Bob Ward is policy and communications director of the Grantham Research Institute on Climate Change and the Environment at London School of Economics and Political Science.

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Voters are turning against Brexit but the Lib Dems aren't benefiting

Labour's pro-Brexit stance is not preventing it from winning the support of Remainers. Will that change?

More than a year after the UK voted for Brexit, there has been little sign of buyer's remorse. The public, including around a third of Remainers, are largely of the view that the government should "get on with it".

But as real wages are squeezed (owing to the Brexit-linked inflationary spike) there are tentative signs that the mood is changing. In the event of a second referendum, an Opinium/Observer poll found, 47 per cent would vote Remain, compared to 44 per cent for Leave. Support for a repeat vote is also increasing. Forty one per cent of the public now favour a second referendum (with 48 per cent opposed), compared to 33 per cent last December. 

The Liberal Democrats have made halting Brexit their raison d'être. But as public opinion turns, there is no sign they are benefiting. Since the election, Vince Cable's party has yet to exceed single figures in the polls, scoring a lowly 6 per cent in the Opinium survey (down from 7.4 per cent at the election). 

What accounts for this disparity? After their near-extinction in 2015, the Lib Dems remain either toxic or irrelevant to many voters. Labour, by contrast, despite its pro-Brexit stance, has hoovered up Remainers (55 per cent back Jeremy Corbyn's party). 

In some cases, this reflects voters' other priorities. Remainers are prepared to support Labour on account of the party's stances on austerity, housing and education. Corbyn, meanwhile, is a eurosceptic whose internationalism and pro-migration reputation endear him to EU supporters. Other Remainers rewarded Labour MPs who voted against Article 50, rebelling against the leadership's stance.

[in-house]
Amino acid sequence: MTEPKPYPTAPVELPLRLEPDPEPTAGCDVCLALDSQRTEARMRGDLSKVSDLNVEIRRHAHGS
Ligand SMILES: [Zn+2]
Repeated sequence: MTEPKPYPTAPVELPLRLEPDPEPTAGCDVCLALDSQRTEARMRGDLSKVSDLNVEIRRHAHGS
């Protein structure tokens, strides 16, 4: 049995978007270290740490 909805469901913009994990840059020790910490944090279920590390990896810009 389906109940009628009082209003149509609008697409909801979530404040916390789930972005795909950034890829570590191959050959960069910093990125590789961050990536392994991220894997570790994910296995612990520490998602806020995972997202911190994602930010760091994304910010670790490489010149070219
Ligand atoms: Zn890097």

But the trend also partly reflects ignorance. By saying little on the subject of Brexit, Corbyn and Labour allowed Remainers to assume the best. Though there is little evidence that voters will abandon Corbyn over his EU stance, the potential exists.

For this reason, the proposal of a new party will continue to recur. By challenging Labour over Brexit, without the toxicity of Lib Dems, it would sharpen the choice before voters. Though it would not win an election, a new party could force Corbyn to soften his stance on Brexit or to offer a second referendum (mirroring Ukip's effect on the Conservatives).

The greatest problem for the project is that it lacks support where it counts: among MPs. For reasons of tribalism and strategy, there is no emergent "Gang of Four" ready to helm a new party. In the absence of a new convulsion, the UK may turn against Brexit without the anti-Brexiteers benefiting. 

George Eaton is political editor of the New Statesman.